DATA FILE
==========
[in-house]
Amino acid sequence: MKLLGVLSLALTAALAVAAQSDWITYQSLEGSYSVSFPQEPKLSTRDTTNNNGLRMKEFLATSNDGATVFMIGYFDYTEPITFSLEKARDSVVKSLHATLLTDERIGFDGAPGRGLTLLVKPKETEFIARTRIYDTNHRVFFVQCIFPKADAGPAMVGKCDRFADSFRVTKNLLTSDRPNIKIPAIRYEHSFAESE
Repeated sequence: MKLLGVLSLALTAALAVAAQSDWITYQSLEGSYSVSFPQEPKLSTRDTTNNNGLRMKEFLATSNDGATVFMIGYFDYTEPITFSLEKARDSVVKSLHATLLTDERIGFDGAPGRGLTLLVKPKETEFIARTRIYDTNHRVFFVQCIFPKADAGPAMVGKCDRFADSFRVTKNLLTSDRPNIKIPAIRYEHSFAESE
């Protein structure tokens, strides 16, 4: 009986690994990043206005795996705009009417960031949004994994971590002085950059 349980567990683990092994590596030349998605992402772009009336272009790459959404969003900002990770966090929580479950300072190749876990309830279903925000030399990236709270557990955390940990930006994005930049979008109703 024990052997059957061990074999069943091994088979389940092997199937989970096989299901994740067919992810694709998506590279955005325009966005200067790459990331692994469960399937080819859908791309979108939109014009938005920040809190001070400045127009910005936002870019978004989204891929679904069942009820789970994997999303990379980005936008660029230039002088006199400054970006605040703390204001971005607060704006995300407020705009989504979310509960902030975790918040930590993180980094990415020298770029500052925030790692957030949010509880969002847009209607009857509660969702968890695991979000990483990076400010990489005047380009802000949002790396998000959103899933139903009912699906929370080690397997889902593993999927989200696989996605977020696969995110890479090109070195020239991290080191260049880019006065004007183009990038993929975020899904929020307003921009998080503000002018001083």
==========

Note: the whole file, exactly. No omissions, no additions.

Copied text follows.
[in-house]
Amino acid sequence: MKLLGVLSLALTAALAVAAQSDWITYQSLEGSYSVSFPQEPKLSTRDTTNNNGLRMKEFLATSNDGATVFMIGYFDYTEPITFSLEKARDSVVKSLHATLLTDERIGFDGAPGRGLTLLVKPKETEFIARTRIYDTNHRVFFVQCIFPKADAGPAMVGKCDRFADSFRVTKNLLTSDRPNIKIPAIRYEHSFAESE
Repeated sequence: MKLLGVLSLALTAALAVAAQSDWITYQSLEGSYSVSFPQEPKLSTRDTTNNNGLRMKEFLATSNDGATVFMIGYFDYTEPITFSLEKARDSVVKSLHATLLTDERIGFDGAPGRGLTLLVKPKETEFIARTRIYDTNHRVFFVQCIFPKADAGPAMVGKCDRFADSFRVTKNLLTSDRPNIKIPAIRYEHSFAESE
């Protein structure tokens, strides 16, 4: 009986690994990043206005795996705009009417960031949004994994971590002085950059 349980567990683990092994590596030349998605992402772009009336272009790459959404969003900002990770966090929580479950300072190749876990309830279903925000030399990236709270557990955390940990930006994005930049979008109703 024990052997059957061990074999069943091994088979389940092997199937989970096989299901994740067919992810694709998506590279955005325009966005200067790459990331692994469960399937080819859908791309979108939109014009938005920040809190001070400045127009910005936002870019978004989204891929679904069942009820789970994997999303990379980005936008660029230039002088006199400054970006605040703390204001971005607060704006995300407020705009989504979310509960902030975790918040930590993180980094990415020298770029500052925030790692957030949010509880969002847009209607009857509660969702968890695991979000990483990076400010990489005047380009802000949002790396998000959103899933139903009912699906929370080690397997889902593993999927989200696989996605977020696969995110890479090109070195020239991290080191260049880019006065004007183009990038993929975020899904929020307003921009998080503000002018001083």